Will Chicago compromise limit power of aldermen? – Chicago Tribune


Will Chicago compromise limit power of aldermen? – Chicago Tribune

Chicago Tribune | Jul 21, 2021 at 4:24 PM Thank you for supporting our journalism. This article is available exclusi

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Chicago Tribune

Jul 21, 2021 4:24 PM

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Aldermen will retain much of their cherished power over awarding business signs and deciding how sidewalks get used in their wards, under a compromise with Mayor Lori Lightfoot approved by the City Council Wednesday.

The deal, which was approved overwhelmingly by aldermen, came after the City Council blocked Lightfoot’s attempt last month to centralize the authority over signs and sidewalks at City Hall.

The mayor’s original plan to allow businesses to put up signs and apply for uses of public sidewalks without full City Council approval turned into a fight in June over aldermanic prerogative, the long council tradition of aldermen having a great deal of power over such decisions within their wards.

Lightfoot tried to include the provision allowing the Department of Business Affairs to approve such applications in a broader pandemic small business recovery ordinance, arguing entrepreneurs need less bureaucratic red tape to help them as the city reopens.

But the council stripped it out by a 25-24 vote and passed the rest of the package. It’s the latest chapter in Lightfoot’s ongoing fight with the council over her efforts to curtail aldermanic prerogative.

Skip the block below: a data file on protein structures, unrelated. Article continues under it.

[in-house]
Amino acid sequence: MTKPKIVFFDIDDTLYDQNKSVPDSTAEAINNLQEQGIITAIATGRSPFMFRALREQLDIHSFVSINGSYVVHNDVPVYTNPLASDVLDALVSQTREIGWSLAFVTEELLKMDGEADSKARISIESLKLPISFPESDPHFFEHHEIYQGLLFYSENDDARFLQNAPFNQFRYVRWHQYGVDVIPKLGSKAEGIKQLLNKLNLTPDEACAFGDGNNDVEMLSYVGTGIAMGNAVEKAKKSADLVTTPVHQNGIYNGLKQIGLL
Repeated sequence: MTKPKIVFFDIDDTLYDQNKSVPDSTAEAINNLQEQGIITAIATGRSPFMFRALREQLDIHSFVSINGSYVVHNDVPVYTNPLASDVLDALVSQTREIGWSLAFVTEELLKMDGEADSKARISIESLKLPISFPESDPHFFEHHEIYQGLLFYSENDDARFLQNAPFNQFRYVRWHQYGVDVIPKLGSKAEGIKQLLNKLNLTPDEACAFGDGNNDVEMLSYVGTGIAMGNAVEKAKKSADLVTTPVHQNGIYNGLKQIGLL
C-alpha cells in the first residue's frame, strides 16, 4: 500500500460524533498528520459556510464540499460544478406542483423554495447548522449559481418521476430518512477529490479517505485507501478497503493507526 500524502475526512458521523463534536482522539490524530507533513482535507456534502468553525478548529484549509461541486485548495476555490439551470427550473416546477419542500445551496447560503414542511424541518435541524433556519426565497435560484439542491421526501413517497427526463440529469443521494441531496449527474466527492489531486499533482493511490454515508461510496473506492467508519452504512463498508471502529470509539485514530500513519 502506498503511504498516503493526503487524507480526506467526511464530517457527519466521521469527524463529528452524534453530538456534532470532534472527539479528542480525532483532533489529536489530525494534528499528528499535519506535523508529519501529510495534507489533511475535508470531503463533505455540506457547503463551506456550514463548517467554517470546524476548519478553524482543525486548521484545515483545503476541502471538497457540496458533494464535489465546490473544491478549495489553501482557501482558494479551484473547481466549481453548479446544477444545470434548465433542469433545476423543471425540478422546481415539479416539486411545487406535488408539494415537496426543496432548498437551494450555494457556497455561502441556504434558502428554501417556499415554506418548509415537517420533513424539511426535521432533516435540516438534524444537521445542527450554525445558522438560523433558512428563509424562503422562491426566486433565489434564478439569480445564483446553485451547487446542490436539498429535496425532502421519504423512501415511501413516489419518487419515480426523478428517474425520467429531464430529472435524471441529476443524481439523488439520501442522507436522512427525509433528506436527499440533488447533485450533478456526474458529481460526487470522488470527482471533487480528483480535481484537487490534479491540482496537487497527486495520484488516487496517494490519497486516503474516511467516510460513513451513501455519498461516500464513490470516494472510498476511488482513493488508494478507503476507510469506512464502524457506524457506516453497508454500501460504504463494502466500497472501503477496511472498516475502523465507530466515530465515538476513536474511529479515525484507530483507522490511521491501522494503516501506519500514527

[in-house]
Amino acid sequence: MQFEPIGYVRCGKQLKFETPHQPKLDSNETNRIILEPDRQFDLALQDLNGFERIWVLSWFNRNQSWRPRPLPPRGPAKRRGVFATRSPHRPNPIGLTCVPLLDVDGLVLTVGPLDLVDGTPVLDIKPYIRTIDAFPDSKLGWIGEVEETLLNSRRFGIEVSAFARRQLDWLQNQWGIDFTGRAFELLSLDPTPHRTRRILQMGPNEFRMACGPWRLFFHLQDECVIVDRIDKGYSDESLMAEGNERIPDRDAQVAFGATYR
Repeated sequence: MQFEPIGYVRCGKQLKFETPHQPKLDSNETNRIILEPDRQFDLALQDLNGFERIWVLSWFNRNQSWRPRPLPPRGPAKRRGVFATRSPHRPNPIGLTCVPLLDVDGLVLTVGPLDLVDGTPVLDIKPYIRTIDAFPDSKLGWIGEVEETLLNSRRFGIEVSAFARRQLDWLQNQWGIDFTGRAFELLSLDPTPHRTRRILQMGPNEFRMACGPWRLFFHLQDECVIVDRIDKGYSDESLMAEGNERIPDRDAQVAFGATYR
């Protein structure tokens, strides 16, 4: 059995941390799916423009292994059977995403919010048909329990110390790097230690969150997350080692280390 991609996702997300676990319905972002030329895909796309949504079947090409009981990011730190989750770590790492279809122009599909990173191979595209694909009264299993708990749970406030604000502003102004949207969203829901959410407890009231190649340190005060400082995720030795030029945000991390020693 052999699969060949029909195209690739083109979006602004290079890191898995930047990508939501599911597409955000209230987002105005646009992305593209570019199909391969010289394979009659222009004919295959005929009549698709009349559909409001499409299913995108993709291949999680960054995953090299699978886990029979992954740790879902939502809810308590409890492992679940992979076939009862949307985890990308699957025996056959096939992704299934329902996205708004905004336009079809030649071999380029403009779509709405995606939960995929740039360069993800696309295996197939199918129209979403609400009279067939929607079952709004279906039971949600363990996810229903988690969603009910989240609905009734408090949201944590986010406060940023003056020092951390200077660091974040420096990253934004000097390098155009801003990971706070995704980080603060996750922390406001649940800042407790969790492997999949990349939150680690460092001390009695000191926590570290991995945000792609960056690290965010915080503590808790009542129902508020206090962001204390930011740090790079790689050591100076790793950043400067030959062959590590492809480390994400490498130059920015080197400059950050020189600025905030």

Ald. Brendan Reilly, 42nd, arrives for the City Council meeting on July 21, 2021.

Ald. Brendan Reilly, 42nd, arrives for the City Council meeting on July 21, 2021. (Jose M. Osorio / Chicago Tribune)

So instead, Lightfoot and downtown Ald. Brendan Reilly this week announced a compromise that would allow the local alderman to conduct the initial review of proposed business uses of the public way.

Under the compromise, if the alderman objects to the proposal and the Department of Business Affairs supports it, the application would go through the usual City Council application process. So the council would presumably follow the long tradition of follow the aldermen’s lead on rejecting the plan.

In cases where the alderman and Business Affairs both support the business application, the city would immediately issue the permit, skipping the long process of the council needing to approve the plan.

In a statement, the Lightfoot administration said the “vast majority” of such applications would not need council approval under the revised rules, and Lightfoot framed the compromise as a win for businesses.

“In order to truly recover from this pandemic, we must boldly reimagine the way we do business here in Chicago,” Lightfoot said in a statement. “Speed is absolutely key to this recovery, meaning that the quicker we issue licenses and permits, the quicker our economy is able to bounce back from this crisis.”

Reilly also backed the deal.

“As the alderman with the most public way use permits within my ward, I understand the importance of speeding up this process and I am proud to support this compromise that will deliver the process improvements that thousands of small business owners desperately need while preserving the local alderman’s role,” he said in a statement.

The mayor has insisted her business sign proposal is not meant to strip aldermen of power, simply to speed the application process. But aldermen clearly don’t agree, as their vote to strip out the sign language was the mayor’s first City Council defeat. Lightfoot has been taking aim at the tradition of prerogative since before she took office.

But aldermen have opposed her efforts, arguing they know better than City Hall bureaucrats what’s appropriate on particular blocks in their wards.


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